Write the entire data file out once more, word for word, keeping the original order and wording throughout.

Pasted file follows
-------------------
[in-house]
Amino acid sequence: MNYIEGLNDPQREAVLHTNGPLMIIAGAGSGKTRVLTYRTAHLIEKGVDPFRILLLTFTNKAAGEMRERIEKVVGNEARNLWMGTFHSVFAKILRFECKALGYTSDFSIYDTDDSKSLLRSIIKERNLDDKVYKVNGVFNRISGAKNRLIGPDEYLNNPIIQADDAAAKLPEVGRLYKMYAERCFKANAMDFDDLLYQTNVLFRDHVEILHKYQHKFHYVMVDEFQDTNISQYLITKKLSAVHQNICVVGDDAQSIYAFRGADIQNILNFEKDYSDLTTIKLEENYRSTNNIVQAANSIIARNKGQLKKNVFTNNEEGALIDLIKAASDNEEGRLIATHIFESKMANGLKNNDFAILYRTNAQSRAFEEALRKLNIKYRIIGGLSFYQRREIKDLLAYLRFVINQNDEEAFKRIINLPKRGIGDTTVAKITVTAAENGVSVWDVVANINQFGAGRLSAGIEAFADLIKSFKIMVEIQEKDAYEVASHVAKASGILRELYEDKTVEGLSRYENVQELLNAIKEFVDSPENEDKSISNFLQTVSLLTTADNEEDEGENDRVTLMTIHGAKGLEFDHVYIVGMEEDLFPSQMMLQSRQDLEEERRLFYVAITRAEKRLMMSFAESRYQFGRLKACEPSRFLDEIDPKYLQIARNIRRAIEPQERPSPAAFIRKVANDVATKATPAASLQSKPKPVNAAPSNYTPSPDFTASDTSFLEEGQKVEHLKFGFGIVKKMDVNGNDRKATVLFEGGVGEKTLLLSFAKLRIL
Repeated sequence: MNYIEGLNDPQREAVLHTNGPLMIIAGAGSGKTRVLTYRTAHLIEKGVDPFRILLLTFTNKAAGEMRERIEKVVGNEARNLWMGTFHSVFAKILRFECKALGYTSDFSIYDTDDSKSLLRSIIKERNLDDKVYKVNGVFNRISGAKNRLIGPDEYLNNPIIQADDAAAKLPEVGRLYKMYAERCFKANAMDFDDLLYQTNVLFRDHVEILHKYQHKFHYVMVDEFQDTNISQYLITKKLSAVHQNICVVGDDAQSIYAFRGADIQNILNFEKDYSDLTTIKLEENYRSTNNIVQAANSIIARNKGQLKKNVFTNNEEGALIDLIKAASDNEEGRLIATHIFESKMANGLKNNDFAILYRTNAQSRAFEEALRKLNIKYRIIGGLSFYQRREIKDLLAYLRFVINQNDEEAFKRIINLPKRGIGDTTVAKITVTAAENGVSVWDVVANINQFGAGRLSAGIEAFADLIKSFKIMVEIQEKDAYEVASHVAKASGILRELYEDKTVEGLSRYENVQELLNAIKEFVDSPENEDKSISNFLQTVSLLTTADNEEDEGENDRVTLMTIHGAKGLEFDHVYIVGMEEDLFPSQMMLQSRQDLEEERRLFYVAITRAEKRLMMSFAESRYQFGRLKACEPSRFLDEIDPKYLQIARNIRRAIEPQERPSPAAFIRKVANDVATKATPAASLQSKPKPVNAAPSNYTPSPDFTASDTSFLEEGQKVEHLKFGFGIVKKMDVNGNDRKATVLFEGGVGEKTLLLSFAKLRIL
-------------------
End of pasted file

[in-house]
Amino acid sequence: MNYIEGLNDPQREAVLHTNGPLMIIAGAGSGKTRVLTYRTAHLIEKGVDPFRILLLTFTNKAAGEMRERIEKVVGNEARNLWMGTFHSVFAKILRFECKALGYTSDFSIYDTDDSKSLLRSIIKERNLDDKVYKVNGVFNRISGAKNRLIGPDEYLNNPIIQADDAAAKLPEVGRLYKMYAERCFKANAMDFDDLLYQTNVLFRDHVEILHKYQHKFHYVMVDEFQDTNISQYLITKKLSAVHQNICVVGDDAQSIYAFRGADIQNILNFEKDYSDLTTIKLEENYRSTNNIVQAANSIIARNKGQLKKNVFTNNEEGALIDLIKAASDNEEGRLIATHIFESKMANGLKNNDFAILYRTNAQSRAFEEALRKLNIKYRIIGGLSFYQRREIKDLLAYLRFVINQNDEEAFKRIINLPKRGIGDTTVAKITVTAAENGVSVWDVVANINQFGAGRLSAGIEAFADLIKSFKIMVEIQEKDAYEVASHVAKASGILRELYEDKTVEGLSRYENVQELLNAIKEFVDSPENEDKSISNFLQTVSLLTTADNEEDEGENDRVTLMTIHGAKGLEFDHVYIVGMEEDLFPSQMMLQSRQDLEEERRLFYVAITRAEKRLMMSFAESRYQFGRLKACEPSRFLDEIDPKYLQIARNIRRAIEPQERPSPAAFIRKVANDVATKATPAASLQSKPKPVNAAPSNYTPSPDFTASDTSFLEEGQKVEHLKFGFGIVKKMDVNGNDRKATVLFEGGVGEKTLLLSFAKLRIL
Repeated sequence: MNYIEGLNDPQREAVLHTNGPLMIIAGAGSGKTRVLTYRTAHLIEKGVDPFRILLLTFTNKAAGEMRERIEKVVGNEARNLWMGTFHSVFAKILRFECKALGYTSDFSIYDTDDSKSLLRSIIKERNLDDKVYKVNGVFNRISGAKNRLIGPDEYLNNPIIQADDAAAKLPEVGRLYKMYAERCFKANAMDFDDLLYQTNVLFRDHVEILHKYQHKFHYVMVDEFQDTNISQYLITKKLSAVHQNICVVGDDAQSIYAFRGADIQNILNFEKDYSDLTTIKLEENYRSTNNIVQAANSIIARNKGQLKKNVFTNNEEGALIDLIKAASDNEEGRLIATHIFESKMANGLKNNDFAILYRTNAQSRAFEEALRKLNIKYRIIGGLSFYQRREIKDLLAYLRFVINQNDEEAFKRIINLPKRGIGDTTVAKITVTAAENGVSVWDVVANINQFGAGRLSAGIEAFADLIKSFKIMVEIQEKDAYEVASHVAKASGILRELYEDKTVEGLSRYENVQELLNAIKEFVDSPENEDKSISNFLQTVSLLTTADNEEDEGENDRVTLMTIHGAKGLEFDHVYIVGMEEDLFPSQMMLQSRQDLEEERRLFYVAITRAEKRLMMSFAESRYQFGRLKACEPSRFLDEIDPKYLQIARNIRRAIEPQERPSPAAFIRKVANDVATKATPAASLQSKPKPVNAAPSNYTPSPDFTASDTSFLEEGQKVEHLKFGFGIVKKMDVNGNDRKATVLFEGGVGEKTLLLSFAKLRIL